Why Did Hitler Hate Jews

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Imagine one day, you wake up and your family is gone. Then you knew you were about to die. This is what the Jews faced during the Holocaust. Six million Jews were murdered during the Holocaust and World War II (“Why did Hitler hate Jews?” by Anne Frank). Half of the Jewish population was wiped out. Jews were hated because of malicious lies made up by Hitler and the Nazis. Hitler and the Nazis had convinced Germans that Jews had been responsible for certain events like losing World War I and the economic crisis. They convinced them to fix these problems the Jews needed to be wiped out (“Why did Hitler hate the Jews?”). In the book Night, by Elie Wiesel, Wiesel talks about his horrible experience during the Holocaust when he was 15 years old. …show more content…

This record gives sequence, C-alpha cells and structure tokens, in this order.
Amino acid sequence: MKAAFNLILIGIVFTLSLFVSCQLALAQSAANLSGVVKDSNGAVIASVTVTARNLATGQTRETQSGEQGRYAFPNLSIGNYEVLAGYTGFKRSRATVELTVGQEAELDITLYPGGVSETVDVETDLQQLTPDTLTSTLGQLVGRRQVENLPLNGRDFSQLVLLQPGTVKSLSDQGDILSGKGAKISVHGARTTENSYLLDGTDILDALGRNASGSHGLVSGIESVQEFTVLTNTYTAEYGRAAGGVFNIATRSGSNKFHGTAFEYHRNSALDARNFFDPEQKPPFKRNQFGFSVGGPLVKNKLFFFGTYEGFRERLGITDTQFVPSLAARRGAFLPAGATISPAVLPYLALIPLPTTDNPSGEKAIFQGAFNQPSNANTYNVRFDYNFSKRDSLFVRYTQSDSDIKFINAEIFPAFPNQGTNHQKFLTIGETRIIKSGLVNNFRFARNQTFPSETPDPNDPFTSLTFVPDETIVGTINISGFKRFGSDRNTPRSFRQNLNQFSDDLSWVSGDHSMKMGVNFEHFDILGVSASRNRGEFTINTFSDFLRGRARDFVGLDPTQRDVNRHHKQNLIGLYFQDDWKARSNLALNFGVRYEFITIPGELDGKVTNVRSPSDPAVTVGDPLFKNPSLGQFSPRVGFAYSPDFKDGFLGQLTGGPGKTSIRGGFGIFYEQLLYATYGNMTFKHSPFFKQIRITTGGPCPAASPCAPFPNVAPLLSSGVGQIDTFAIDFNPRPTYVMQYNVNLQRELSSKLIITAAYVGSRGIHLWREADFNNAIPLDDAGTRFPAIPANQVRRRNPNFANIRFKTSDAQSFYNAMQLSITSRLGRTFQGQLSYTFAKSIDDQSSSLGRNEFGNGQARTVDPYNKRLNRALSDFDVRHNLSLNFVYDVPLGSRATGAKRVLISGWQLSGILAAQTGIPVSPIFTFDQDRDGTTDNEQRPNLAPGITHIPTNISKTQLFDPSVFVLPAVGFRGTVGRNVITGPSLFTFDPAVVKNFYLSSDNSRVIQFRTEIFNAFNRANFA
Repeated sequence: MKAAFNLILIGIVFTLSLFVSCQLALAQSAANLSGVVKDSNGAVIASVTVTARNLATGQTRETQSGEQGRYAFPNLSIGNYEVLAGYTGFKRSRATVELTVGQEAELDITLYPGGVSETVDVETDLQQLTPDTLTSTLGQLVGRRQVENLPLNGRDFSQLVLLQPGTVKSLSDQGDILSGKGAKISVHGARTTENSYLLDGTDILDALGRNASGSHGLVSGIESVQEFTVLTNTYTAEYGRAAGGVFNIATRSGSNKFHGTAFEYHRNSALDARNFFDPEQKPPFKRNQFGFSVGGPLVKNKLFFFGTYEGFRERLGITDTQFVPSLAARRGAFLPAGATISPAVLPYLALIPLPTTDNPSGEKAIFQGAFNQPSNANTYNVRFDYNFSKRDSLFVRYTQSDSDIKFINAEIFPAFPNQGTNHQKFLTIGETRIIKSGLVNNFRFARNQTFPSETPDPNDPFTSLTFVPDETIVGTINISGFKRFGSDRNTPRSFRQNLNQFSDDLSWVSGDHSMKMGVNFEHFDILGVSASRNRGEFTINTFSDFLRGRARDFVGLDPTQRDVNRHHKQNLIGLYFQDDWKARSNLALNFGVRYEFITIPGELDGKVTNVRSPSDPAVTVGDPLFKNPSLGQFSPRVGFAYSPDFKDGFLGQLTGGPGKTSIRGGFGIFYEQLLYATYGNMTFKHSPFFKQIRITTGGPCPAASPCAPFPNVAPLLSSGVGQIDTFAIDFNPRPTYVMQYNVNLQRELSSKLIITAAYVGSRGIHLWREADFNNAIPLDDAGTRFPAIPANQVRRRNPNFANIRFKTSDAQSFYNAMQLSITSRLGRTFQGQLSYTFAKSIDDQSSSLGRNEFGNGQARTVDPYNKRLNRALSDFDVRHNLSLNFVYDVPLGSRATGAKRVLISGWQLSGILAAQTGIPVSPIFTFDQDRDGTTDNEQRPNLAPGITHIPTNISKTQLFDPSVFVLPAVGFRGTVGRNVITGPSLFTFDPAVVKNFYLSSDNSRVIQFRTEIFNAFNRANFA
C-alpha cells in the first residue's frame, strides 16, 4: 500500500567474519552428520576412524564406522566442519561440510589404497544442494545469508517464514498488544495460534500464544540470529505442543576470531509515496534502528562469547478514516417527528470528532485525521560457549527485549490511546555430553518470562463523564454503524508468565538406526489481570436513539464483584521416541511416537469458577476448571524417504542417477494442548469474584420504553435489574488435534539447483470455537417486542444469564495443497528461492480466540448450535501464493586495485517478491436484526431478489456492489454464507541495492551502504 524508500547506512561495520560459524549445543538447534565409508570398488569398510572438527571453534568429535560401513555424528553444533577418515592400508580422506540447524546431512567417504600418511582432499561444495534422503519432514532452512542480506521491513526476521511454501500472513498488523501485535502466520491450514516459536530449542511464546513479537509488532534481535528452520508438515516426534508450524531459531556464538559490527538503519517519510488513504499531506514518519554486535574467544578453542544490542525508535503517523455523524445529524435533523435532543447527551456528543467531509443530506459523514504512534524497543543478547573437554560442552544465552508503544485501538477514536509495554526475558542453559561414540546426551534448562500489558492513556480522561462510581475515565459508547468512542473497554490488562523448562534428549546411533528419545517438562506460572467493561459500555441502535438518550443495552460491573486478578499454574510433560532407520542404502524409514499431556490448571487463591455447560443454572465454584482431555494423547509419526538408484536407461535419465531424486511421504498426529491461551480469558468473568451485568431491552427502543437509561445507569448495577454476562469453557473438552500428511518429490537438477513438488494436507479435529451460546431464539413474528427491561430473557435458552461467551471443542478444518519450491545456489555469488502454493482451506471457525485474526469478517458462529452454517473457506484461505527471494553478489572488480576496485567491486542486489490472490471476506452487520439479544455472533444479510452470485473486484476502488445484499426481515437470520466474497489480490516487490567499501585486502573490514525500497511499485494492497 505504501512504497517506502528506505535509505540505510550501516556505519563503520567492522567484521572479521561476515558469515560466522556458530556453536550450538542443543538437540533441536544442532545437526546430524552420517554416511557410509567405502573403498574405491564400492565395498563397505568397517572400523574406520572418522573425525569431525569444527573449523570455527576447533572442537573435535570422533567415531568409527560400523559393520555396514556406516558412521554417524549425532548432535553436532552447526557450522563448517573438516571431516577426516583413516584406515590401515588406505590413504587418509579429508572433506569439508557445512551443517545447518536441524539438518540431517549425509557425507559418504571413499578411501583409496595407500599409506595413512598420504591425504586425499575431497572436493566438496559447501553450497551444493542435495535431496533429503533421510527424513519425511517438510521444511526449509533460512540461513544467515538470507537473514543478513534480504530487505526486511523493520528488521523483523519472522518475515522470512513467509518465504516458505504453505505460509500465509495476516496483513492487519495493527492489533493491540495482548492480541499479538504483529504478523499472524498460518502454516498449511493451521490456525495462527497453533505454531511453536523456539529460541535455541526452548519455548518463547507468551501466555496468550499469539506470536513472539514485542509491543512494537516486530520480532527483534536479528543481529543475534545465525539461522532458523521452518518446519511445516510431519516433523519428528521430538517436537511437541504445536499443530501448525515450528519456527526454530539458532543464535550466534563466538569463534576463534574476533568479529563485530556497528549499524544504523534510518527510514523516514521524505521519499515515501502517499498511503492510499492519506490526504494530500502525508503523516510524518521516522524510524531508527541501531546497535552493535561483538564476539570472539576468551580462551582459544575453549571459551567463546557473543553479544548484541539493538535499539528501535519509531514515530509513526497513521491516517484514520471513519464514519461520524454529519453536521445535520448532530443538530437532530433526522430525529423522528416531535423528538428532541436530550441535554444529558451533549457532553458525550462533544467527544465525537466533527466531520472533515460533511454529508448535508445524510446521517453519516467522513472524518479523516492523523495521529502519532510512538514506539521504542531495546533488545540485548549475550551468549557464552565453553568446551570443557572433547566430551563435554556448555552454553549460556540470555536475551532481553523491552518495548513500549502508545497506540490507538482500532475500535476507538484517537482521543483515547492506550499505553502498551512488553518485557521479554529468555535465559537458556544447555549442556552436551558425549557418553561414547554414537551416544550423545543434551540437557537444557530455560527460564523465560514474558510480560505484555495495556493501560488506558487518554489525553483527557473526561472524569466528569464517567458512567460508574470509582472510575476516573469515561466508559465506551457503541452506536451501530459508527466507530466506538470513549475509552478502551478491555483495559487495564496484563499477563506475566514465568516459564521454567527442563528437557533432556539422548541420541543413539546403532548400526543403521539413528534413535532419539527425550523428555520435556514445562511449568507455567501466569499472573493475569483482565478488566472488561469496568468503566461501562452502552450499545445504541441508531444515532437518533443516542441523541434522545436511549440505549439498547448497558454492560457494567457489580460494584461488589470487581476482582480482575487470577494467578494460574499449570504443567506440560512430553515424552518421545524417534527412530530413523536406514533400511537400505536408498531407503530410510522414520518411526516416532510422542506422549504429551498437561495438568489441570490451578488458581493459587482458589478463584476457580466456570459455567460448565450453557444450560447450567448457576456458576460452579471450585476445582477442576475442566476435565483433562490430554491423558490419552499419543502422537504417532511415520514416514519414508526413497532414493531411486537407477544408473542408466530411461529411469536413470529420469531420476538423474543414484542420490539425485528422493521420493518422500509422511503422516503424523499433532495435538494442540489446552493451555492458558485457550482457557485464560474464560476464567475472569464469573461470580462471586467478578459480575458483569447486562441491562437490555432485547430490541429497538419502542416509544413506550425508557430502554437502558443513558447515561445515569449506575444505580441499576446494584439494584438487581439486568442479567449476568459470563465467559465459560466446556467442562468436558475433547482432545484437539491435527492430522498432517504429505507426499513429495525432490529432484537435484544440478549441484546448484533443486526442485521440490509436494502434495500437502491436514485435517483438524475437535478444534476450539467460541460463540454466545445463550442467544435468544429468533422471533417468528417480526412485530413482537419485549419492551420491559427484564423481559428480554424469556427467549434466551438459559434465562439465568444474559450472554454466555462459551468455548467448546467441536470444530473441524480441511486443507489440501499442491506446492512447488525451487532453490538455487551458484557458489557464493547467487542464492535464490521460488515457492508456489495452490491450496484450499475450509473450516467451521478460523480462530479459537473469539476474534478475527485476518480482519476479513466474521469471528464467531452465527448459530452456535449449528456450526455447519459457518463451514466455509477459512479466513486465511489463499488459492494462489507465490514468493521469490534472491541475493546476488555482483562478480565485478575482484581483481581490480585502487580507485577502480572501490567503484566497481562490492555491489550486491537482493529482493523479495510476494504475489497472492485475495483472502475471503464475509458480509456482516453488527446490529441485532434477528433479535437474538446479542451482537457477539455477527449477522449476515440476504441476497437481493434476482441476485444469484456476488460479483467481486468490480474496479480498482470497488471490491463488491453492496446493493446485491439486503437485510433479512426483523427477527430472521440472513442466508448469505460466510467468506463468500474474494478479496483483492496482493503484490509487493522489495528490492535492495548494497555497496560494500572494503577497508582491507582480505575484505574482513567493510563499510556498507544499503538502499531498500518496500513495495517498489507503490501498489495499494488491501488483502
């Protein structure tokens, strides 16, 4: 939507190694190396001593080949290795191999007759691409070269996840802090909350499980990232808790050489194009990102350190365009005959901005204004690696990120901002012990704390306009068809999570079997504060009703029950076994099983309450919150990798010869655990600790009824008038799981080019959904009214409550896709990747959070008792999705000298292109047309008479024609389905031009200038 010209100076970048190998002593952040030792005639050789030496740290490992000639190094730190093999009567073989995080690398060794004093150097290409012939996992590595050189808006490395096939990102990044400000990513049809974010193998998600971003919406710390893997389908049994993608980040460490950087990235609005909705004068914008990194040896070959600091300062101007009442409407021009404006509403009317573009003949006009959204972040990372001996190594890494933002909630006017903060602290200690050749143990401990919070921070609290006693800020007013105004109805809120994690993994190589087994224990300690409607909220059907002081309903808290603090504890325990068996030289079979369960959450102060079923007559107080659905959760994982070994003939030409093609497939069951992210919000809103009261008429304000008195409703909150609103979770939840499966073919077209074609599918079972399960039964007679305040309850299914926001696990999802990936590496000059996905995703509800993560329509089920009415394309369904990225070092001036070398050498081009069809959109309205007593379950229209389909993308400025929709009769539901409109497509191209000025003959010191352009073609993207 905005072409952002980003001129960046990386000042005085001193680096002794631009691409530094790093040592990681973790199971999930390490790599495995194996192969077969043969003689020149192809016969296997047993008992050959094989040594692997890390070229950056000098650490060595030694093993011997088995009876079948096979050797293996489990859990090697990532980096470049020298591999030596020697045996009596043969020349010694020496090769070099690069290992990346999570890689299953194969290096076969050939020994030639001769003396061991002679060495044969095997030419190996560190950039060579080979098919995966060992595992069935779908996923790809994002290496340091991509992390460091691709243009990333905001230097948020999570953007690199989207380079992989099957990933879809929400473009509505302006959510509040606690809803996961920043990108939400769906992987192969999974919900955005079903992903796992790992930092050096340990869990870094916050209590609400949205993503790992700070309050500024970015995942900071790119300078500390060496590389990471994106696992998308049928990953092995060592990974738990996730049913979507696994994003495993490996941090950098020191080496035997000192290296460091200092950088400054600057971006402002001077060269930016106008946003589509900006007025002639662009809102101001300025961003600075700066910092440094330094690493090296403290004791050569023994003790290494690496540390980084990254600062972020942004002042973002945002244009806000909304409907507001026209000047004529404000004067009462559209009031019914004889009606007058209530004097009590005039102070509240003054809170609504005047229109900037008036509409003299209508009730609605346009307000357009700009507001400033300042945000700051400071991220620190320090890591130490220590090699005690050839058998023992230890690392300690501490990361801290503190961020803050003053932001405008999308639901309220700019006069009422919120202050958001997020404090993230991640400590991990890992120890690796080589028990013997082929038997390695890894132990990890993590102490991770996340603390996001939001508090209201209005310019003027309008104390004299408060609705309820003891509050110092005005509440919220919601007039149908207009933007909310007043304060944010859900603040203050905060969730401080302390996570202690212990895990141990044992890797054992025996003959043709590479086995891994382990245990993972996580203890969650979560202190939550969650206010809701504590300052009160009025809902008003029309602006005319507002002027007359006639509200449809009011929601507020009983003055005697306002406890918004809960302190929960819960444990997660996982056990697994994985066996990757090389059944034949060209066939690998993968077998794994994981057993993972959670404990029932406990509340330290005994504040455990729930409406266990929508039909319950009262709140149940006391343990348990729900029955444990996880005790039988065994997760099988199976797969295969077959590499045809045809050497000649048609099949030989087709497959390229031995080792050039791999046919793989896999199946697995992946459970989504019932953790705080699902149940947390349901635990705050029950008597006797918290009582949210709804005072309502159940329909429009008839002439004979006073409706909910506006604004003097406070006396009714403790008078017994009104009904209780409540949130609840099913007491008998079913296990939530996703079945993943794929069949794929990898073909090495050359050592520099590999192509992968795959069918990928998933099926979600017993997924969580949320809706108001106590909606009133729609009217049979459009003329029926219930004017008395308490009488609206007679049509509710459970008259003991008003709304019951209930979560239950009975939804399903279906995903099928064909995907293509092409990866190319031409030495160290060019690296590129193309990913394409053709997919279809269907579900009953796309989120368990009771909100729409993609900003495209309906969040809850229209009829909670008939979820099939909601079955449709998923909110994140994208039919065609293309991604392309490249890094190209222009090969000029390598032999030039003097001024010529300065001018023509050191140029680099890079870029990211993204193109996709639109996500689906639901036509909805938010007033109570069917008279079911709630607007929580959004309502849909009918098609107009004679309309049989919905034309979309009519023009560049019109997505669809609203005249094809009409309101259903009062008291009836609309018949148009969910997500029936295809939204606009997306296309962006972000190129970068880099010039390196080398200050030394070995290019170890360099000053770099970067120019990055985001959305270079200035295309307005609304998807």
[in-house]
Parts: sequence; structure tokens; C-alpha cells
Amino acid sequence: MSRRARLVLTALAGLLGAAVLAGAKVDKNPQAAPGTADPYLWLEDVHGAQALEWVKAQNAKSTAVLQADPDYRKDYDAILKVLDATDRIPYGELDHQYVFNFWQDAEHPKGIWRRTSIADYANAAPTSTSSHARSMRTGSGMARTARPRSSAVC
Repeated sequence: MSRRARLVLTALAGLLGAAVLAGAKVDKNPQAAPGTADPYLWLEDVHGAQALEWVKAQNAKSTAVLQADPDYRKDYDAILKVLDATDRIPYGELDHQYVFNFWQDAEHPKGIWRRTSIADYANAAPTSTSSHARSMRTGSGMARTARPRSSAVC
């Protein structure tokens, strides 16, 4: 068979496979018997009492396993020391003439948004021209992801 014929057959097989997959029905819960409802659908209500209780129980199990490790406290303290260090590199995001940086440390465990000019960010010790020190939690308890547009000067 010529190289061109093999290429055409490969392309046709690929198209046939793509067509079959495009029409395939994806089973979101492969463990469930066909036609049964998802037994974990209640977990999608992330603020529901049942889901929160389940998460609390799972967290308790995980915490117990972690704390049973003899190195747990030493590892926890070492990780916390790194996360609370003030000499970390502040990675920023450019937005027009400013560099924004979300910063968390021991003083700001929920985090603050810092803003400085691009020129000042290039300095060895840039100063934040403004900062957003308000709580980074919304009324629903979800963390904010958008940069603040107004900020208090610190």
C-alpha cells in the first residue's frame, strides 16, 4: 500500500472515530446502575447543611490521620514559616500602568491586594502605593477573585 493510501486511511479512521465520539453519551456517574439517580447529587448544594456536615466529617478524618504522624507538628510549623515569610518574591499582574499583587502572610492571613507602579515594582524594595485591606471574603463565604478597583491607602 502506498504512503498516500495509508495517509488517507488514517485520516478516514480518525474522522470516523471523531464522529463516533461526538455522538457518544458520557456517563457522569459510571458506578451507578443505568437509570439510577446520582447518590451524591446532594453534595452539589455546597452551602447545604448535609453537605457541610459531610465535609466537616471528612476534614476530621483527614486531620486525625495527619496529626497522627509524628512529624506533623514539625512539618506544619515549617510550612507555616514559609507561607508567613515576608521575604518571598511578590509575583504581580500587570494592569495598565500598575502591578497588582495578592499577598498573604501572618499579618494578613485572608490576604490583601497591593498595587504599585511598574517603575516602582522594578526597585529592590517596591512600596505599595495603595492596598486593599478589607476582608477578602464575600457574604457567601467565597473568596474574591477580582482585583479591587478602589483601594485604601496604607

Hitler had used the Jews as “scapegoats” to have someone to blame for the things that did not work out such as economic crisis and World War I (“Why did Hitler hate Jews?”, 1). Many religious freedoms and rights were taken away from the Jews such as,being banned to own any gold or silver which was stated by Wiesel, “...Jews were thoroughly searched to make sure they were not carrying away gold, silver, or any other valuables” (Wiesel, Night, 18). If you had a certain religion it was not as worthy as another religion. Also Germans would take out any gold teeth they would find on the Jews because they were not worthy enough (Wiesel, Night, 48-49). Plus, they had burned down all the synagogues so the Jews could not attend church. The biggest impact on the Jewish population, was the loss of life. Six million Jews had been murdered, Jews that were weak or useless were sent to the crematoria to be burned like Wiesel states in chapter 3, “... ‘Farmer,’ I heard myself saying… The baton pointed to the left… Another inmate came over to us: ‘Satisfied?’ ‘Yes,’ someone answered. ‘Poor devils you are heading for the crematorium.’ He seemed to be telling the truth” (Wiesel, Night, 32). This shows how the Germans did not care about Jews but only wanted to keep the healthy and strong Jews that were actually useful for work such as labor work, crematoriums, factories, farms, and coal mines. Many lives were also lost because of the long trips to the concentration camps. Most prisoners became sick because of harsh weather and

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